Saturday, January 11, 2014

‘Sapitwa is the original name of Mulanje Mountain’

Took this photo of Mulanje Mountain before it rained
Sapitwa is the original name of the whole Mulanje Mountain says a female Sapitwa healer when asked the name the ancestors of the land gave the mountain.
Malawi is indeed the Warm heart of Africa and within in it so many oral traditions, tales and myths waiting to be written about or documented.
Sapitwa in the vernacular is something like “where no man goes”.  But obviously with time and many centuries later this has changed and the only place for the “where no man goes” legend is Sapitwa Peak.
Some of these women of Sapitwa who have never had a chance to be heard and were not involved during most investigations and research involving the mountain, claim it was also special to their Mang’anja ancestors.  But that ancient history is long gone and can only exist as a history document which should not be erased and verified.
Female traditional healers have a lot of oral stories to tell so this blog is one way of sharing some myths and tales in their oral history through writers.  This blog is not endorsing their beliefs but just telling their story as it is never been told before.
Female Sapitwa healer explaining their hand symbols in detail later
It will also take some time to verify some information they give as factual from some experts before it’s compiled into a book and documentary. Malawi is a beautiful country with a lot of oral history, myths and tales for many writers to tap into.
This blog in an amateur way will ONLY capture the myths and tales of Sapitwa through the words of some healers in their village. Others with funding can expand through their own blogs, research, writings or stories about other myths and tales to enrich the whole thing.
Other media outlets can also do their own research and verify information as so far it has taken this blog 14 years to compile the information currently available before publishing a book about Sapitwa: “Where no man goes…the tales and myths”.
“The Mulanje Massif, also known as Mount Mulanje, is a large monadnock in southern Malawi near the city of Blantyre, rising sharply from the surrounding plains of Chiradzulu, and the tea-growing Mulanje district. It measures approximately 13x16 miles (22x26 kilometres) and has a maximum elevation of 3,002 m at its highest point, Sapitwa Peak.
“Much of the Massif consists of rolling grassland at elevations of 1800-2200 m, intersected by deep forested ravines. It has many individual peaks reaching heights of over 2500 m, including Chambe Peak, the West Face of which is the longest rock climb in Africa,” partly reads the unofficial Wikipedia.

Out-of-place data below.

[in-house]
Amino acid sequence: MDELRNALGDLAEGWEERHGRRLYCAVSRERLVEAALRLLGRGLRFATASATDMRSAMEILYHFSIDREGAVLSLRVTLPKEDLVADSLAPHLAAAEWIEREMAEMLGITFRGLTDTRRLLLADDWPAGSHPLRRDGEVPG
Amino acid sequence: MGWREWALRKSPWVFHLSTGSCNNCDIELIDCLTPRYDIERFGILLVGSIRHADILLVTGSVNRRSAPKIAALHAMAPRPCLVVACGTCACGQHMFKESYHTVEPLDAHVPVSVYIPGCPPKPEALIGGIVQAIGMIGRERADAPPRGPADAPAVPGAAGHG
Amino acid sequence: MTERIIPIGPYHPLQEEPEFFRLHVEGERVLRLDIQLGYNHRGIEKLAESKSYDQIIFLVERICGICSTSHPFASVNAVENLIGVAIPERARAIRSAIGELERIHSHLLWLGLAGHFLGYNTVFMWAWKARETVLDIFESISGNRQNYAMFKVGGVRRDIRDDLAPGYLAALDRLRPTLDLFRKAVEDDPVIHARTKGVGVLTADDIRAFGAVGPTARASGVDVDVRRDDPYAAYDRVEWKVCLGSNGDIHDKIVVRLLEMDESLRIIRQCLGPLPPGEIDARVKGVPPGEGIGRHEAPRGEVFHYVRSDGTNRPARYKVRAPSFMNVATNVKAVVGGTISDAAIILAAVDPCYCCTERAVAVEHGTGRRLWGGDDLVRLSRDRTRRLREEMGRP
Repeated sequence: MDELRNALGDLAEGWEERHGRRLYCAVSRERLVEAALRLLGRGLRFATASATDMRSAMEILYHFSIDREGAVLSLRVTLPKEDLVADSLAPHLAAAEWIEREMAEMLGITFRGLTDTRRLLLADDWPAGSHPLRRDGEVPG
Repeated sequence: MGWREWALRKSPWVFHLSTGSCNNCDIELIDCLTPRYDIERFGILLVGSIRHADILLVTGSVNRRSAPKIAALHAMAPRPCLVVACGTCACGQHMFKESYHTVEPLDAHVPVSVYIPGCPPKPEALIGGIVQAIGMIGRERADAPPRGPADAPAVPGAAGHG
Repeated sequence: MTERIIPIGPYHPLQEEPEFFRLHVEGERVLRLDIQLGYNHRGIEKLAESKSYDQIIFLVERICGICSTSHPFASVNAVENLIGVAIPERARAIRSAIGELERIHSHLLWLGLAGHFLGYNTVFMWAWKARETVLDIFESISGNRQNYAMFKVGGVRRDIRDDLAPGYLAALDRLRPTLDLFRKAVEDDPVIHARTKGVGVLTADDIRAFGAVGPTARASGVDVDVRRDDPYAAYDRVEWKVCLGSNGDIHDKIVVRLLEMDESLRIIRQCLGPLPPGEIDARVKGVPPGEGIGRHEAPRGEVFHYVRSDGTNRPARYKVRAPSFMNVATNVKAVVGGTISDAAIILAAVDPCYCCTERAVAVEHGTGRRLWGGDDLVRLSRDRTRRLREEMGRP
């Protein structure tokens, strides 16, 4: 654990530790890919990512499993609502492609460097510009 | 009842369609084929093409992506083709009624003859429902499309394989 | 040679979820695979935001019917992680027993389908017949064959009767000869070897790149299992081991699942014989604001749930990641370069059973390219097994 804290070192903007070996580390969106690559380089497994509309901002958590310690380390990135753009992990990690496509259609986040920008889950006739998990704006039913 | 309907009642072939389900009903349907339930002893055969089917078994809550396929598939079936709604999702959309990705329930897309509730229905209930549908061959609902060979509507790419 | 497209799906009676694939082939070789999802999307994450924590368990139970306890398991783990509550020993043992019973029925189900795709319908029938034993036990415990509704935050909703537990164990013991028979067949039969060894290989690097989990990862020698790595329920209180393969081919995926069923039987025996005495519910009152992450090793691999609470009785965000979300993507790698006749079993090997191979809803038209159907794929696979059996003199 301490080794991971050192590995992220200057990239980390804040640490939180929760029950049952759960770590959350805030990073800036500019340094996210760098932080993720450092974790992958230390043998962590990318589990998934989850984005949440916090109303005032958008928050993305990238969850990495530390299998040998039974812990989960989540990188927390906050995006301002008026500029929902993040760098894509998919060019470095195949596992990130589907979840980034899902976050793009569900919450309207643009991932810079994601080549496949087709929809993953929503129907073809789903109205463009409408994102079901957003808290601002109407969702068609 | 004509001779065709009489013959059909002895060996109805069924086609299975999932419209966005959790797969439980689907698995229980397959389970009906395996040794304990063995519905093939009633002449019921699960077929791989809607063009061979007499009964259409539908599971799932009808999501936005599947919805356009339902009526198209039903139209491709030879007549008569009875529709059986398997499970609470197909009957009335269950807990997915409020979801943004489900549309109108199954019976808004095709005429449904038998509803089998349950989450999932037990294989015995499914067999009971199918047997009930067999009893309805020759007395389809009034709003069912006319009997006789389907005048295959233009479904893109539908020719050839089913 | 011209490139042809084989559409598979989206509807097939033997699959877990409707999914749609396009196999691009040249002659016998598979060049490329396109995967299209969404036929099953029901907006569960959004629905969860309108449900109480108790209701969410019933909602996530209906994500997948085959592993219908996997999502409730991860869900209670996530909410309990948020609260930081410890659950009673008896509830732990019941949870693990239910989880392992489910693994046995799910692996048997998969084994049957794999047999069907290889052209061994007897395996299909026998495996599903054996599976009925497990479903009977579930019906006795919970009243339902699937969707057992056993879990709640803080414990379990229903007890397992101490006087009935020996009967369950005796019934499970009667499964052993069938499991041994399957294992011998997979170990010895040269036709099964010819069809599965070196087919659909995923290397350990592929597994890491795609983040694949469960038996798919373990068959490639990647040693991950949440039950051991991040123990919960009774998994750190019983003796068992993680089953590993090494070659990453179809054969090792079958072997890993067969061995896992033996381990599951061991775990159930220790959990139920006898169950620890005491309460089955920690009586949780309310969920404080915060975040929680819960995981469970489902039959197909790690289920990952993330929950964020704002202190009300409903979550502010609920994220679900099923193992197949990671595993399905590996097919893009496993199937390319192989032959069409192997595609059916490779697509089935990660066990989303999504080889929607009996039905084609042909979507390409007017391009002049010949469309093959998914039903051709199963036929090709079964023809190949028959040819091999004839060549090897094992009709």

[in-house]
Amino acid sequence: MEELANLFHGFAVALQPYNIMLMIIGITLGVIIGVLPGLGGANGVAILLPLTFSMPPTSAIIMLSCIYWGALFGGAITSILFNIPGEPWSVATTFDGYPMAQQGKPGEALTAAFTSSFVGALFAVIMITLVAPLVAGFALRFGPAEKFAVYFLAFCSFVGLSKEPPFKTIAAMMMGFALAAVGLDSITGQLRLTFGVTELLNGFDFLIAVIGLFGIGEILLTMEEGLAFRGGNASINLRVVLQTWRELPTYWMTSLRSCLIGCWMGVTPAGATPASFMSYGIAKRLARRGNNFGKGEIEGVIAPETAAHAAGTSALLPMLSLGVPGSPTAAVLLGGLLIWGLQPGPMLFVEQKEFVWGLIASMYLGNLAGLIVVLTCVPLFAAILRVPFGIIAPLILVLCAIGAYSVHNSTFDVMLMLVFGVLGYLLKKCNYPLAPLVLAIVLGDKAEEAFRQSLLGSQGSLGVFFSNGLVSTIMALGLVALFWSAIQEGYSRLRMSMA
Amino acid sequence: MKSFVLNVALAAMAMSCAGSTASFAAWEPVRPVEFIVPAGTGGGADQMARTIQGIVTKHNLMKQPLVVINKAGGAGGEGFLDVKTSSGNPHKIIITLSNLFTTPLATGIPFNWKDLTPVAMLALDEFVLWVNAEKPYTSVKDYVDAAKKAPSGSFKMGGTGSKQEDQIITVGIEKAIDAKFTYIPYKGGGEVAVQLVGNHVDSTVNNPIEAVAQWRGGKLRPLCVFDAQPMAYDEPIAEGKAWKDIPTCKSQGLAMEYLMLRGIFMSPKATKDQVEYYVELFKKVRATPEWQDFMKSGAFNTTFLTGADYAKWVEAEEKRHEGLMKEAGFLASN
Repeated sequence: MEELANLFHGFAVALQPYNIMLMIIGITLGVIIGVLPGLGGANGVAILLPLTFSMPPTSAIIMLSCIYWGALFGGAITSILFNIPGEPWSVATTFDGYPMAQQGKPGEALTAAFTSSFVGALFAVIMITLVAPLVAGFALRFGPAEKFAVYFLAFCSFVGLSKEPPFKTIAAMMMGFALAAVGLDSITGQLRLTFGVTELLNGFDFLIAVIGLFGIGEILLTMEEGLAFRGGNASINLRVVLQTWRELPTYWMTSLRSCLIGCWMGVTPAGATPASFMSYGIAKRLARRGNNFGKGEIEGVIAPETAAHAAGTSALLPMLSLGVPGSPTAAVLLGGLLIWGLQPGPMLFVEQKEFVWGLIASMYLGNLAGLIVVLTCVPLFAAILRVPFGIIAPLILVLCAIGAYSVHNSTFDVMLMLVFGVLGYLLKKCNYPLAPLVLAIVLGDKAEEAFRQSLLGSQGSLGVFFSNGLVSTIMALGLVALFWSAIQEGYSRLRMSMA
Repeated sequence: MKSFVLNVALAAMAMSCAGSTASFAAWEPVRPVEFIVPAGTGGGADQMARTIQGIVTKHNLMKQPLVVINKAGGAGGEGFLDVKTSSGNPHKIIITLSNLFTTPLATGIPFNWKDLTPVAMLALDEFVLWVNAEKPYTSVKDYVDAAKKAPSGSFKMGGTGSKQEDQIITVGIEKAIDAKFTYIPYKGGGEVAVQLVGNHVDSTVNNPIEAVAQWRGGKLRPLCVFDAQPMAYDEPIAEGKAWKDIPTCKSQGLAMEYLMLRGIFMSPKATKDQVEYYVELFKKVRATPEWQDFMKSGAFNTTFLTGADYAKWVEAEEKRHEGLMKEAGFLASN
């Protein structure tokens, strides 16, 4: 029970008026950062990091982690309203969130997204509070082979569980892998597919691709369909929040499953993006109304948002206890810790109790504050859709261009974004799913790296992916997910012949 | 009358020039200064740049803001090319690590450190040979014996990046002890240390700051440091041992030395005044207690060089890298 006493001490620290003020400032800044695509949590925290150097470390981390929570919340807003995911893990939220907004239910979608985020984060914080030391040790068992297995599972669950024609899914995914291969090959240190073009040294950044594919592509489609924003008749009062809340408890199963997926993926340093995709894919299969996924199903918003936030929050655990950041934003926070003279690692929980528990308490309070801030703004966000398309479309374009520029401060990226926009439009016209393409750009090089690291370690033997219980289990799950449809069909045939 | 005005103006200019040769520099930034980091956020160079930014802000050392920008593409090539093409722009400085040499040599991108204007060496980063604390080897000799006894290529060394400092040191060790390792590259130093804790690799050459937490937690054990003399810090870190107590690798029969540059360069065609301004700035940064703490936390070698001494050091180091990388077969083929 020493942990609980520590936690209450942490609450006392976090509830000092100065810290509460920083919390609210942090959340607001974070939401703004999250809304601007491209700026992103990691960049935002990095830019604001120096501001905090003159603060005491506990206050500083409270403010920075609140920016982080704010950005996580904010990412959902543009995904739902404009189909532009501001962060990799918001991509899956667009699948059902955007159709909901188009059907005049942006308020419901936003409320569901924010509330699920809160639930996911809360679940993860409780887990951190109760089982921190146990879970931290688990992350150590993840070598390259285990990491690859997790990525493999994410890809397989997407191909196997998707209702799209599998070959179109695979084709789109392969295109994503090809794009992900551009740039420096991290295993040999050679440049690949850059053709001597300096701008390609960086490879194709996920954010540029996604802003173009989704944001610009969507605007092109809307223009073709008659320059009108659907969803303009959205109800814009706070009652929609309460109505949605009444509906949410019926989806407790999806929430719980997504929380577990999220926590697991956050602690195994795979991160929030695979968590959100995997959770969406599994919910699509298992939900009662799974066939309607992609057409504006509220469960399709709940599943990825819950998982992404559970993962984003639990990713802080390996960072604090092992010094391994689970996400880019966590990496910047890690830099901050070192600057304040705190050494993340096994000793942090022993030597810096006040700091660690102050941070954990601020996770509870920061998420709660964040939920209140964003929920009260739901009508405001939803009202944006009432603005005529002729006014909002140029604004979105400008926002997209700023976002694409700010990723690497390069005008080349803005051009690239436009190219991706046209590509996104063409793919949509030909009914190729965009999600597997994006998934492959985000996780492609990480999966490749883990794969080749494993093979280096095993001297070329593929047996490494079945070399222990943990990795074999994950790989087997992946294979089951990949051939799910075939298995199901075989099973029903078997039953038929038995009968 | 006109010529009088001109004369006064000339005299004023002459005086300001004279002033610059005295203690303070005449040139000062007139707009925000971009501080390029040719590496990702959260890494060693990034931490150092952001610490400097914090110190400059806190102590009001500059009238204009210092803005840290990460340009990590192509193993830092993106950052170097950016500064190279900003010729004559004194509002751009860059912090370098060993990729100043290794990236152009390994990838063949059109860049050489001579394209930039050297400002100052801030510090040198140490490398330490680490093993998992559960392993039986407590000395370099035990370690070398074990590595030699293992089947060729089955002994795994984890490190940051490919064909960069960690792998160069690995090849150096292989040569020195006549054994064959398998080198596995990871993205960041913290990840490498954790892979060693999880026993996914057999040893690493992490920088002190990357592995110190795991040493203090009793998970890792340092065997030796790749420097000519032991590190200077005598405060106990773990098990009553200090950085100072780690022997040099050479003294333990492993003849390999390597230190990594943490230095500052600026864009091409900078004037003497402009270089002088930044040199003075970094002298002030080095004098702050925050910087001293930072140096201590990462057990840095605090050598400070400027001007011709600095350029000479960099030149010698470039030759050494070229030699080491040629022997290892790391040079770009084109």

It adds that: “The Massif was formed by the intrusion of magma into the Earth's crust about 130 million years ago. The surrounding rock eroded away over time, leaving behind the erosion-resistant igneous rock of the Mulanje Massif. The first European to report seeing the Massif was David Livingstone in 1859, but archeological investigation reveals evidence of human visits to the Massif from the Stone Age onwards.
The elevation of the mountain is high enough for it to disturb upper level air flow and induce rain clouds to form around it, making it an important source of rain water at the head of almost every river that runs through this part of Malawi.
The forested slopes of the Massif support a sizable timber industry. At one time there was a cableway to transport timber from the edge of the plateau down to theLikhubula Forestry Station, but it fell into disrepair, and currently planks are carried down manually.
The mountain itself is part of the protected Mulanje Mountain Forest Reserve. The native Mulanje Cypress (Widdringtonia whytei) has been so heavily logged that it is considered endangered and the park contains the last remaining stands of this tree, as well as a number of other plant and animal species—many of them endemic to the area. Examples include forest butterflies, birds such as the cholo alethe and White-winged Apalis, a dwarf chameleon, geckos, skinks, theSqueaker Frog, and a rare limbless burrowing skink species. The land around the park is threatened by growing population, land use patterns such as forest clearing for farming and firewood, and invasive species such as Mexican Pine andHimalayan Raspberry.
The Massif is popular for hiking and climbing, and has several mountain huts scattered across it which are maintained by the Malawi Mountain Club and the Malawi Forestry Department. Sapitwa peak was first climbed in 1894, and is now the most popular climb on the plateau.”
There is a lot of official and accurate information about Mulanje Mountain online and even some myths, tales and legends about it.   One such legend is about Mulanje Mountain and the ‘Lord of the Rings’ as indicated in this page which is taken from the Mount Mulanje book below:

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Took this picture of children in Milange, Mozambique admiring visiting Malawian children

Tracing footsteps to lead me home

Greetings from the Warm Heart Africa, Malawi.

I'm a Malawian journalist who grew up in many countries including South Africa, Belgium, then West Germany, UK, Washington DC and New York in the US and I love New York.

Trying to come up with the production of my life and by compiling some of my 1000 poems into a book called ‘Tracing Footsteps’ to lead me Home with excellent photography.

I also plan to film award winning documentaries based on the history of this ancient land called Malawi and the mysteries of Sapitwa and the Sirius star. this space.